Google have dominated the internet and have consistently created well-designed cleverly conceived services for hundreds of millions of people, reaching well beyond their original role as a numbers driven search engine. They are gradually becoming a publisher.
Publishing is the process of gathering, ordering and disseminating information and publishers have important legal obligations for the material they make public.
For at least a century, there has been a distinction between services that are carriers of information, like traditional phone companies, who bear no responsibility for what people say in their conversations and pubishers who have chosen to bring particular content to users.
Publishing consists of selecting source material, usually via an author, preparing that information for publication, editing, then making it available to users, either in the private or public domain.
Google’s newer services are much closer to traditional publishing activities than the sorting service provided by search and this is becoming a sensitive area.
Google Finance provides a well structured site with information about thousands of companies with features familiar to public users of services like Bloomberg, Stock Exchanges internationally, financial websites and some newspapers. There’s a ‘stock picker’ allowing the user to screen lists of business according to several criteria – market capitalisation, P/E ratio, Dividend yields and a year on year price change. It works extremely well and is a simple mathematical tool. The information about individual companies is equally well ordered, including a chart that works better than many of Google’s competitors and a dozen or more pieces of information specific to the stock and some basic data about other businesses in the sector. All this is reminiscent of the information sorting that Google have always argued ensures its search engine is outside ‘publishing’.
Google Finance also includes a description of each business, republishing the introductory paragraph of the company description by Reuters. A link will take users to the Reuters site and the rest of the business profile there. It is not immediately clear how often these profiles are updated, but the introductory paragraph is very much a partial description, even in the context of a summary.
Where Google’s active role as a publisher emerges most strongly is the selection of ‘news’ about each company, which is then tagged on the share price chart. Company news comes in three varieties, official statements and comments by the business, formal statements by the authorities and comments by business partners and competitors, then the various media reactions to that news, such as it may be. Google’s ‘news’ fudges these categories, particularly featuring little from traditional media, who are very careful about phrasing their comments about businesses for legal reasons, but Google Finance carries a great deal of links to material from the ‘blogosphere’, some good, some poor quality, which are then tagged as ‘news’ on the share price chart. This is where Google becomes a ‘publisher’. The criteria for selection are not clear, so Google has assumed the ‘publisher’ responsibility for highlighting the texts they link to.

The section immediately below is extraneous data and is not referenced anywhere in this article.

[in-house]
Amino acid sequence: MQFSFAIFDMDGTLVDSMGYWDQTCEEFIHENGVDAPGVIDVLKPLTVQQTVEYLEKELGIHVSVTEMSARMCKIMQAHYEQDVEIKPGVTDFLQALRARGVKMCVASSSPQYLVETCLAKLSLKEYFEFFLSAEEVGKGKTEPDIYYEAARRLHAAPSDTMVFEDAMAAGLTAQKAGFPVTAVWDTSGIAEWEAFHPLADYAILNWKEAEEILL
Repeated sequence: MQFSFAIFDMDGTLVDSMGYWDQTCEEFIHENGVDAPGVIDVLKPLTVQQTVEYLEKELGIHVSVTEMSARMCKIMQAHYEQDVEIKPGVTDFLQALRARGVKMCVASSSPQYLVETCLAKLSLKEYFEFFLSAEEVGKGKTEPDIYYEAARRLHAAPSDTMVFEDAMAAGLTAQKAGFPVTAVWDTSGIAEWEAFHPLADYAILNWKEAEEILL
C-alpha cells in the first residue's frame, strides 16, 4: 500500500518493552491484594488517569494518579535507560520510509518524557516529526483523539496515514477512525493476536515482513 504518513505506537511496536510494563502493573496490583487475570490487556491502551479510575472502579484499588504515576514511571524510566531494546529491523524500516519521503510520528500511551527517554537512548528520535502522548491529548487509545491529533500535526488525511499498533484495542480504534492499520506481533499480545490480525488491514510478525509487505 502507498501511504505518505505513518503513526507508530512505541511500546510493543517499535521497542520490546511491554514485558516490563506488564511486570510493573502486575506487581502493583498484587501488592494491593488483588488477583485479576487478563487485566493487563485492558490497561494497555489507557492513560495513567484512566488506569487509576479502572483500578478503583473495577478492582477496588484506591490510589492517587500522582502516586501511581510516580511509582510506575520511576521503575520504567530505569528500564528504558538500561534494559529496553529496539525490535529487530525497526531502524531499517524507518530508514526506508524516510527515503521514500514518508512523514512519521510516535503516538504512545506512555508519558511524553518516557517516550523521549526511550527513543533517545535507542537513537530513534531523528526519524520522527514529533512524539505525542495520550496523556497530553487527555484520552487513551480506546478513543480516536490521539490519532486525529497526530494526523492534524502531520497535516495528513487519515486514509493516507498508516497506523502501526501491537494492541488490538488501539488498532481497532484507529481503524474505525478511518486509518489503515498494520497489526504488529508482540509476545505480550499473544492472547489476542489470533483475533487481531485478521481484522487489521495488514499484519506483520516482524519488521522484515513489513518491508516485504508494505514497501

Are there errors of fact in the articles they link to? Yes. Among those I have noticed include simple errors like mistaking the country where a business is based, omissions in describing business’ holdings and commercial activities and misleading assertions about the context of business activities. Errors are inevitable from time to time, but much of the blogosphere is prone to exaggerated claims, or arguments which are so contentious as to be misleading. I find it surprising that Google chose the sites they select for prominance as sources of company news. If investors were to act on the implications of the company ‘news’ from Google they might well be at risk of losing money. Most financial websites are extremely cautious about the articles they carry, often limiting them to official statements from the business. Perhaps Google might argue that their system generates these links passively, but the very presence of these sites links within Google Finance necessarily has a distorting effect on their web rankings, if only because Google Finance users are likely to click on the links to find out what other users are being prompted to read – a vicious circle of poor quality information.
Maybe Google should take another look at the way they give prominance to postings from the blogosphere, or accept their obligations as publishers and stand by the material they choose to highlight. Either way, there’s an issue to be addressed.
UPDATE: Since these comments were originally posted there does seem to have been a change in Google Finance’s linking. It will be interesting to see if this is sustained, or is merely a reflection of search priorities over the weekend.